Until a week and a half ago, gun violence on the streets of Chicago had not directly touched the jazz band at Kenwood Academy High School, at 5015 S. Blackstone Ave.
But on the afternoon of May 18, Kenwood guitarist Aaron Rushing, a 15-year-old sophomore, was shot in the 1100 block of East 47th Street and pronounced dead at 6:11 p.m. at Comer Children's Hospital, according to the Cook County medical examiner's office. No one has been charged. Rushing's mother and grandmother declined to comment.
The band has been rehearsing since February for the world premiere of Jason Moran's “Looks of a Lot,” which the admired pianist says he created to perform with the students as “uplift” amid the killings as well as a way of “sharing the pain.” Moran and the young musicians now will play the piece Friday night at Symphony Center with one fewer band member.
“That's the first time it's ever happened, that we had a student from band (killed),” says band director Gerald Powell, who has held the post since 2005.
“From a tragic standpoint, man, it's like, you know, yet again, another kid. They're dealing with it,” adds Powell, referring to his students. “But it's kind of scary, so close to home.”
Rushing had transferred to Kenwood from Chicago High School for the Arts in the fall.
The Tribune learned after Sunday's A+E section went to press that Rushing was a Kenwood student and member of the band. In interviews conducted over the Memorial Day weekend and afterward, his new bandmates struggled to absorb what happened.
“I was in shock, because I just saw him that Friday,” says 17-year-old saxophonist Aisha Turay, a senior, referring to the days before Rushing's death.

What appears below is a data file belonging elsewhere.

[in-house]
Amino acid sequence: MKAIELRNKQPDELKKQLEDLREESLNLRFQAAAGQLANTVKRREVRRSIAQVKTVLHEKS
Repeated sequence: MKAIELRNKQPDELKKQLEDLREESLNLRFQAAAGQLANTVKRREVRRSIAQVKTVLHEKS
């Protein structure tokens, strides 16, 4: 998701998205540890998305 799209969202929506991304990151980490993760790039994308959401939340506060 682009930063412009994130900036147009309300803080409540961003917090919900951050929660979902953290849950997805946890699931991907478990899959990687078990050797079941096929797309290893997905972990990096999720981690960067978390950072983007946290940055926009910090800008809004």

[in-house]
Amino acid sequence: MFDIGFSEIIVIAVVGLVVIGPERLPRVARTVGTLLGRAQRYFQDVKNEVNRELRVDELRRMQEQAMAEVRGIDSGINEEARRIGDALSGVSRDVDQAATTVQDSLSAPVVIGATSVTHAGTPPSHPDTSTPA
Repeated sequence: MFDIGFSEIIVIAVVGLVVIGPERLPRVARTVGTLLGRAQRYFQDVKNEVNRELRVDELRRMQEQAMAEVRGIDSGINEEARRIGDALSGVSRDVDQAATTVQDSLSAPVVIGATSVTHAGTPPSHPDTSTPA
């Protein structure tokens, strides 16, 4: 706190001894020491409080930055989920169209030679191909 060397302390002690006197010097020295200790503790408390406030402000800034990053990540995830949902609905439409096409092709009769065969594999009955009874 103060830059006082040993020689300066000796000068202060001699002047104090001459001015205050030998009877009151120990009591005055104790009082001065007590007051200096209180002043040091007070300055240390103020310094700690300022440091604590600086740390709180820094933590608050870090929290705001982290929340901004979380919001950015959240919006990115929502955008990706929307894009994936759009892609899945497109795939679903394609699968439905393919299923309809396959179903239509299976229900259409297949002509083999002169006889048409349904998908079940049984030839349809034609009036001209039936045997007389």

“I try not to think of it that much,” Turay adds. But “walking into sixth period and seeing he's not there. It takes a toll on you.”
Says 17-year-old saxophonist Jamie Steen, a junior, “Every now and again, when I think of his first performance with us and first meeting him, it really kind of hurts.”
The day after Rushing was killed, Powell broke the news to the students during sixth period. The school wanted to convey what happened “in an intimate setting,” says the bandleader.
But that could soften the blow only so much.
“I don't think anybody's seen that coming,” says 18-year-old bass trombonist TC Ray, a senior. “At first I thought he was shot. I didn't realize he was killed.”
For 12-year-old electric bassist Steven Bowman, a seventh-grader attending Kenwood as part of its Academic Center for younger students, the news was an unanticipated milestone.
“I never had someone (close) killed,” recalls Bowman of hearing what happened. “I kind of had this sinking feeling that lasted the rest of the day. It was very hard to believe that he was murdered. … I think I was probably the most affected person, since I was the youngest.”
When Bowman came home from school that day, he told his parents.
“Steven, he's 12, so he's not really emotionally mature, (but) he's actually very cognizant of the events and the circumstances,” says Dr. Steven Bowman, the boy's father and an ER physician.
“He started an entire series of questions with me: What happened? How did this happen? The whole process of death. … He's never had anyone that he's known that has had a violent outcome like that.”
Now, alas, he does.
Who was Aaron Rushing? The young musicians who got to know him in band observed a startling contrast between his reticence with words and his eloquence with music.